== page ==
Non Fiction, Self-Help

Be Useful: Seven Tools for Life

Posted by Max Bellmann

Be Useful: Seven Tools for Life

Written by Arnold Schwarzenegger, published in 2023. Summary and review.

As a fan of Arnold (I mean who isn’t) and a pseudo fan of Self-Help books, I had to give this a try. It’s a quick and easy read, and bonus for anyone listening via audiobook you get to hear that famous accent narrate the whole book.

I’ll say right off, this was nothing new per se. He basically takes things we’ve heard before, whether through life or through other self-help books, and puts his Arnold spin on it. For anyone wanting the cliff notes, his 7 Tools for Life are:

  • Have a Clear Vision
  • Never Think Small
  • Work Your Ass Off
  • Sell, Sell, Sell
  • Shift Gears
  • Shut Your Mouth, Open Your Mind
  • Break Your Mirrors

In a nutshell, he suggests having a plan. Not leveraging The Secret (which I’ve also read, and at the time was fantastic, upon reflection, seems like total BS… I digress). Basically work and failure are part of the process. Know that. Expect that. Plan for that. You need a direction and a strategy to get there. I’ll admit, 2 things I’ve never been particularly good at… but think this is (for me) the most valuable chapter of his book. He cites working out as an example (shocker, I know). But if you want to “get in shape” that’s just too vague. For what? To be a bodybuilder? To be a rock climber? Both are goals for “getting in shape” but they are vastly different. And thus a both a specific goal, and plan to get there are important.

He also suggests to never think small, aim high. Basically, “shoot for the moon, and if you fall short you’re still among the stars.” *note his quote, but quoted in the book. I suppose that means even if you fall short, with such high aspirations, even falling short is a huge leap forward. I can see the value there.

I also like the “use it or lose it” mentality. It applies to way more than I thought, at least on the onset. For your mind (perhaps the most important) but also your body, your skills, etc. Stay consistent with whatever you do. I’ve been doing this already in my life, and plan to continue. Fitness, guitar, relationship, fatherhood, etc. It applies across the board.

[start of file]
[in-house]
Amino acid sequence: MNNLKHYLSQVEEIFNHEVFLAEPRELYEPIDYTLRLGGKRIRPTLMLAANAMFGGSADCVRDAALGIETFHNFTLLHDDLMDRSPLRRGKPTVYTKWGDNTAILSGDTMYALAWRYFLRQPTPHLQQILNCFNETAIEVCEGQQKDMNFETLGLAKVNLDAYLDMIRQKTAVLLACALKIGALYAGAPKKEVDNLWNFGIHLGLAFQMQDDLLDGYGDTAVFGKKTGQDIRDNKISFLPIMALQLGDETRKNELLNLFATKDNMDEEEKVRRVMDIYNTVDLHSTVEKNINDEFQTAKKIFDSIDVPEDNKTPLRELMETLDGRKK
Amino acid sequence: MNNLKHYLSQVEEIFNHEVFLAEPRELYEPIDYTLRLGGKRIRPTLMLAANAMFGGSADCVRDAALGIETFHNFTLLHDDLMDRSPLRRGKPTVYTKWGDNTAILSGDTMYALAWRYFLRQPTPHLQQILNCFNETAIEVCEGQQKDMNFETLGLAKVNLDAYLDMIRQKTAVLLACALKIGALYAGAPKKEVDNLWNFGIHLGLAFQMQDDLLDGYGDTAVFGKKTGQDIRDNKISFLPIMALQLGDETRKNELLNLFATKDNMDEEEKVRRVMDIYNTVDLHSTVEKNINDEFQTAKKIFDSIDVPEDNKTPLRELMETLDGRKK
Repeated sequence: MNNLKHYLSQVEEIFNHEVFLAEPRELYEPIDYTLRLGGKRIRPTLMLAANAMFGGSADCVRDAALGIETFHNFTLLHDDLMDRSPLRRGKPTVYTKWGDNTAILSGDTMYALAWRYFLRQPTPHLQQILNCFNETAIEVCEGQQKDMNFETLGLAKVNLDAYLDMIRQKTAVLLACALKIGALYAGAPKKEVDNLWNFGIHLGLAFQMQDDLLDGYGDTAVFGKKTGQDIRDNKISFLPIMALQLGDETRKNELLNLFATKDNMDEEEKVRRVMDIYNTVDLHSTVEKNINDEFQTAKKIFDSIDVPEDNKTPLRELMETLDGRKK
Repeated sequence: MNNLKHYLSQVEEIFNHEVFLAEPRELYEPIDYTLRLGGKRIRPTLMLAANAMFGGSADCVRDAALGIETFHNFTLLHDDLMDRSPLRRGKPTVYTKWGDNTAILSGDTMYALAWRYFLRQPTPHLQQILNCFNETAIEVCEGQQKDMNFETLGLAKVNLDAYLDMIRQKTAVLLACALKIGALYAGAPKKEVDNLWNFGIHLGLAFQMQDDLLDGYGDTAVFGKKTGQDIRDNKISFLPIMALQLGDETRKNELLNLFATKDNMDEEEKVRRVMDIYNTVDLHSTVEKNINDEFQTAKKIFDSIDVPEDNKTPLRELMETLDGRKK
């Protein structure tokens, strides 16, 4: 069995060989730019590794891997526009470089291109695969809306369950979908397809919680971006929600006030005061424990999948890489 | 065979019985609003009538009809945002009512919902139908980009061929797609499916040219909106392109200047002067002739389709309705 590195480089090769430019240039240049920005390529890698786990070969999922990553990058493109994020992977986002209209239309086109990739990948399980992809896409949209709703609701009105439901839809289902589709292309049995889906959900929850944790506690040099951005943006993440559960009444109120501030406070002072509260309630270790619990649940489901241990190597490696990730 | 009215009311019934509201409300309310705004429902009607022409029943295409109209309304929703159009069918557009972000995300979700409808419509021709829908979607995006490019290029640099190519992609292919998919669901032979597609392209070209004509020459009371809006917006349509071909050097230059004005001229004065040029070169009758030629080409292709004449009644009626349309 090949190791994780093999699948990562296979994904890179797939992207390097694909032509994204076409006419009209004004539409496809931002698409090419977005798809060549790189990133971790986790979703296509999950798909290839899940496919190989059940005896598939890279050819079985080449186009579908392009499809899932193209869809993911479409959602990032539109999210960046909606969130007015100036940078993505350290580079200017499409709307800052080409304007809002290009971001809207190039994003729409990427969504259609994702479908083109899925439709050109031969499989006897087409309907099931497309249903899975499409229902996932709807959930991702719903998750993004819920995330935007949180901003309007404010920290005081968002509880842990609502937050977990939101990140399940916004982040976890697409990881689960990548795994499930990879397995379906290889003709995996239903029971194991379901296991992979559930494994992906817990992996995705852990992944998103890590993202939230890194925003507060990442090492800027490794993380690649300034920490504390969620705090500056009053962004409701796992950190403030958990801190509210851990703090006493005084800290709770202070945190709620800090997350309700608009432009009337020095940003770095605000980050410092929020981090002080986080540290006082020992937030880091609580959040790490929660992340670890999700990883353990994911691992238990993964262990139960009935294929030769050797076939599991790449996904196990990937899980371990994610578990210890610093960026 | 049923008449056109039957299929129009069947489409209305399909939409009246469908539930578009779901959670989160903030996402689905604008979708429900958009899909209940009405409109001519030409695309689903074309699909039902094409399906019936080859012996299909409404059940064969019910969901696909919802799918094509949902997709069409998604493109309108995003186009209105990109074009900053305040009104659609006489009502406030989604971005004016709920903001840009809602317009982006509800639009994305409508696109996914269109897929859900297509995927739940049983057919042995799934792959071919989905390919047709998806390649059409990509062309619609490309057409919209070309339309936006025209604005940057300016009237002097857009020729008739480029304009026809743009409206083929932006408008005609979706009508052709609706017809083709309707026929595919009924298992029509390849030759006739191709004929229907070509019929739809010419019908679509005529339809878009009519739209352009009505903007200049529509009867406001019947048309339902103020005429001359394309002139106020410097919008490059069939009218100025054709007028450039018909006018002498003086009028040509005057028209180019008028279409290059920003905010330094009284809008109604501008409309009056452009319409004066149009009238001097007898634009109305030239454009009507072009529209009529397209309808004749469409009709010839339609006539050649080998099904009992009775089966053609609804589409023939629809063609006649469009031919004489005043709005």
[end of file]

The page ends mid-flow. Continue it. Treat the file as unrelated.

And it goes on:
He also cites giving back as important. This is a major theme in nearly every self-help book I’ve ever read. I did like his note, that if you don’t know how to go about this, simply think about what others have done for you in your life, and do that for others. Simple. Though this concept always just feels like a feel good. Shouldn’t knock it… but in my mind I often do. But I’ve got plans to start building on this. Even if it’s small to begin with.

Lastly, I’ll mention that this book kind of flirts between autobiography and self-help. I was certainly expecting more self-help, so the personal life stories kind of threw me for a loop… but I guess that’s to be expected with nearly any book of this nature. His story is fantastic, to use his words. But it’s mostly a story we’ve all heard before. Immigrant body builder, moves to California, revolutionizes the fitness world, takes Hollywood by storm, then becomes Governor of California – the 6th largest economy in the world. Highly impressive.

I did not know that his father was abusive (though he does show a lot of love for him… an interesting dynamic) and he had an alcoholic brother who died in a drunk driving accident in 1971. This I did now know. Two things that can certainly shape one’s life, for better or worse.

TLDR: Not a revolutionary read with new concepts or ideas, but framed in Arnold-ese. It has certainly worked for him, so why not others (I’d argue there may be a million reasons why, but that defeats the purpose of his book). More autobiography than I’d have liked, but ultimately 7 solid steps to better one’s self. Might Recommend. 3/5 Stars.

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